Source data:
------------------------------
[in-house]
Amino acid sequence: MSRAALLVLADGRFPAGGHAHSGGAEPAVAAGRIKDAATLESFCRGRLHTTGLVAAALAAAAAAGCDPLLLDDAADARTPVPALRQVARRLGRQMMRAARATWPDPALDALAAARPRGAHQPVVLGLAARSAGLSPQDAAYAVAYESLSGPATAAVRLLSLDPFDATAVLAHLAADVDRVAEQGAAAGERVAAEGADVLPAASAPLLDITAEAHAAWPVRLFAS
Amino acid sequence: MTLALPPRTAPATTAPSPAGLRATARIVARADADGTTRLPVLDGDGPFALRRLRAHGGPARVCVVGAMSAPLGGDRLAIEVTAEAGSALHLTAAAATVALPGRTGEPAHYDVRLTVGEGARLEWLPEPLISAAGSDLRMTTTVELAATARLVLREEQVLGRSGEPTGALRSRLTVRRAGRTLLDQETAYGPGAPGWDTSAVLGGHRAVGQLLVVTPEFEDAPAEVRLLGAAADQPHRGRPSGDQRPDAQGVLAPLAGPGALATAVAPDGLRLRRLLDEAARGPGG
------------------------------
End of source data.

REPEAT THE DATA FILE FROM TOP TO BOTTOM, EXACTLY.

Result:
[in-house]
Amino acid sequence: MSRAALLVLADGRFPAGGHAHSGGAEPAVAAGRIKDAATLESFCRGRLHTTGLVAAALAAAAAAGCDPLLLDDAADARTPVPALRQVARRLGRQMMRAARATWPDPALDALAAARPRGAHQPVVLGLAARSAGLSPQDAAYAVAYESLSGPATAAVRLLSLDPFDATAVLAHLAADVDRVAEQGAAAGERVAAEGADVLPAASAPLLDITAEAHAAWPVRLFAS
Amino acid sequence: MTLALPPRTAPATTAPSPAGLRATARIVARADADGTTRLPVLDGDGPFALRRLRAHGGPARVCVVGAMSAPLGGDRLAIEVTAEAGSALHLTAAAATVALPGRTGEPAHYDVRLTVGEGARLEWLPEPLISAAGSDLRMTTTVELAATARLVLREEQVLGRSGEPTGALRSRLTVRRAGRTLLDQETAYGPGAPGWDTSAVLGGHRAVGQLLVVTPEFEDAPAEVRLLGAAADQPHRGRPSGDQRPDAQGVLAPLAGPGALATAVAPDGLRLRRLLDEAARGPGG